Defining ‘Open Science’
UNESCO states open science is:
“… An inclusive construct that combines various movements and practices aiming to make multilingual scientific knowledge openly available, accessible and reusable for everyone.”
The definition sets the goals of open science as being for the benefit of science and society, and the opening of processes and knowledge “… beyond the traditional scientific community.”
The 2022 publication by the US National Academies of Sciences, Engineering and Medicine, ‘Open Scholarship Priorities and Next Steps’ discussed how, from a reproducibility standpoint, the sharing of code and software are critical for open science. In certain fields (e.g., computer vision), research papers will no longer be accepted for publication without the accompanying software being made available as open source for reproducibility.
However, in reality open source and open science include more than the software, data and articles delivered as outputs. Professor Mary Shaw of Carnegie Mellon University (CMU), points out that open source includes a range of software artifacts including protocols, scripts, workflows, machine learning models and more – all of which must be considered when thinking about open source licensing and technology transfer.
At the recent OSPO++ ‘Open Source Innovation in Universities event’, Sayeed Choudhury, Director of the Open Source Program Office (OSPO) at CMU Libraries spoke of how the current policy landscape is influencing the shift toward open science as default practice. In parallel with this, as open science and innovation continue to redefine the research landscape, it’s critical for universities to focus on the inclusive and accessible nature of open science, the possibilities it unlocks and the pressing opportunity to shape its future.
Choudhury pointed to university projects that have been instrumental in the advance of open science goals, whether by accident or intentionally. For example, the Covid-19 dashboard developed at Johns Hopkins University at the very start of 2020 began as a research project that wasn’t expected to last long. The dashboard went on to become a critical open data source leveraged by a series of other dashboards and resources that helped scientists, medical professionals and government bodies respond to and manage the pandemic.
The Covid-19 pandemic made the world stand still, and open source data and development played a critical role in getting it turning again. Similar work and intention should be applied to climate change, disease research, sustainable development and much more. With a stated goal of open science being to benefit society as well as science, there is arguably no going back.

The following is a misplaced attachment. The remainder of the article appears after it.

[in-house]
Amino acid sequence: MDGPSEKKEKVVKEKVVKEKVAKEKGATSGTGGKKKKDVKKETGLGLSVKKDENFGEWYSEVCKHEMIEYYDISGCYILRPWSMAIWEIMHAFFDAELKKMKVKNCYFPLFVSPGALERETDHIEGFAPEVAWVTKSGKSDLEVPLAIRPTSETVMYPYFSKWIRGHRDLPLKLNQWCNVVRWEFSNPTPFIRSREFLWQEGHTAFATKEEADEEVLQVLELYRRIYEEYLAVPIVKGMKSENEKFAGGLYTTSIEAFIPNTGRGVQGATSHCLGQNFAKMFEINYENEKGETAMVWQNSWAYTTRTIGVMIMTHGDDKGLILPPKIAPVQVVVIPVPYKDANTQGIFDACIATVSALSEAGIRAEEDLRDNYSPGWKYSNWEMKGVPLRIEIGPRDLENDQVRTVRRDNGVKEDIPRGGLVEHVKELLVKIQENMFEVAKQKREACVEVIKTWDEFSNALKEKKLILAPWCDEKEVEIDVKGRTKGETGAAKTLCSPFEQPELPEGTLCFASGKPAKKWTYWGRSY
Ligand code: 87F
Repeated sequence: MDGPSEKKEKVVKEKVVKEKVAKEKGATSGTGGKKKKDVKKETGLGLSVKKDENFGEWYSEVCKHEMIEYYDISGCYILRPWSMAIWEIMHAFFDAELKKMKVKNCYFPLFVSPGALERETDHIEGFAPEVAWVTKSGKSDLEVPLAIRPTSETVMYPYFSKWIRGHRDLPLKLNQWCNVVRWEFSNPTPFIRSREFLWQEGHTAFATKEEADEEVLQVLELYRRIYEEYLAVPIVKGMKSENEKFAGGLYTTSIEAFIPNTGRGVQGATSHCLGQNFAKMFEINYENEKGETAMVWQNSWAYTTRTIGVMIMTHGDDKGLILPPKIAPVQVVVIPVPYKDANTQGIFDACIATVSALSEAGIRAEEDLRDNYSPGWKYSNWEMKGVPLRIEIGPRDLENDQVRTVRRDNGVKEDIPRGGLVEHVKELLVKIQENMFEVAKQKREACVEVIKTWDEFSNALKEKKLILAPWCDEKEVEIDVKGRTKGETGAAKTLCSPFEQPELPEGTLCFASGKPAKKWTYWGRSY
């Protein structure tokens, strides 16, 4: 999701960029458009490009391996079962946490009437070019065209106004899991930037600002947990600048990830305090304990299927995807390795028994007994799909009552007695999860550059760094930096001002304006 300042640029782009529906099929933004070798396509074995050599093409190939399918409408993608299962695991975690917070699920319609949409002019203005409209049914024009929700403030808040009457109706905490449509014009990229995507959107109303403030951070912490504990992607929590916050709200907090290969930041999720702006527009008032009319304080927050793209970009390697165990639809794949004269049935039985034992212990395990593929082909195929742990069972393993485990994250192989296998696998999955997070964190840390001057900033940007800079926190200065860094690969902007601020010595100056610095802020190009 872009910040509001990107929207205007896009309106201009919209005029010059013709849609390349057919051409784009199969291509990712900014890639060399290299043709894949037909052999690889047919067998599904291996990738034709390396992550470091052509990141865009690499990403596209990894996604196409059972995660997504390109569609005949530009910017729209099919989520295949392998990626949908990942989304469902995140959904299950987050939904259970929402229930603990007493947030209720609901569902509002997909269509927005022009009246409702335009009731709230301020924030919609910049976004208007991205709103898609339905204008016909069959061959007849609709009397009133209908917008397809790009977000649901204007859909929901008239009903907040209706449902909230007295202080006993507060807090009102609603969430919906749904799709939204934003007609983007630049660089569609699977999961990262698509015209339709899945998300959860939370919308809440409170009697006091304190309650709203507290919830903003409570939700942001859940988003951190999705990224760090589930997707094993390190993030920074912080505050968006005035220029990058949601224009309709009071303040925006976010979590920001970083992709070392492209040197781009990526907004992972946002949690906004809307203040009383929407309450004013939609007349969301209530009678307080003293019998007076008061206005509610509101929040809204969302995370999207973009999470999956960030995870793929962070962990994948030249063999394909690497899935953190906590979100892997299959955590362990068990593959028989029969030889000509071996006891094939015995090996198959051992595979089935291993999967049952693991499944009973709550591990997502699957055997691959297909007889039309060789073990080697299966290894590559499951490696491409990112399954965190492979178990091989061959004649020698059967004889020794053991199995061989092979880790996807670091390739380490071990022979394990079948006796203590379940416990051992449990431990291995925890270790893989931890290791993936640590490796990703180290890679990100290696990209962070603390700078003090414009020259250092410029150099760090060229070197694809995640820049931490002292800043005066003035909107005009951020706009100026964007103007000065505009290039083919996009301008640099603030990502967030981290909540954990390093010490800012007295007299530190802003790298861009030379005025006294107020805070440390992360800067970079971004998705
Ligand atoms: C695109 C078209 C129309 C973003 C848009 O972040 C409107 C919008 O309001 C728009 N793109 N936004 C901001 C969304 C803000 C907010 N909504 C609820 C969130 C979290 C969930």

Formal government recognition of Open Science
Perhaps the most notable official voice in the United States weighing in on the meaning and impact of open science is the White House. The Biden Administration declared 2023 the ‘Year of Open Science’ and presented a formal definition, identifying open science as:
“ … The principle and practice of making research products and processes available to all, while respecting diverse cultures, maintaining security and privacy, and fostering collaborations, reproducibility and equity.”
The specific definitions emerging and the bodies behind them are moving open science and open source from sidebar options to primary objectives. Within the past year, other national institutions have officially updated policies and guidance around research, data and outcomes to make them open by default as much as possible.
Embargos, security and ‘open as the answer’
In August 2022, the US Office of Science and Technology Policy issued a memo entitled “Ensuring free, immediate, and equitable access to federally funded research”. The memo advised all federal agencies to make research data publicly accessible without an embargo period. Choudhury noted this focus on open data as a key development in the move toward open science, presenting a path toward openness that goes from articles and research publications to open access of data and then open software.
In early 2022, the US Department of Defense also updated its guidance around open source and application of its 2018 Cyber Strategy with instruction to make research open by default.
Earlier this year, Jen Easterly, Director of the US Cybersecurity and Infrastructure Security Agency, gave a talk at CMU challenging researchers to prioritize safety and security in open source software development - in essence to make OSS “secure by design” and “secure by default.”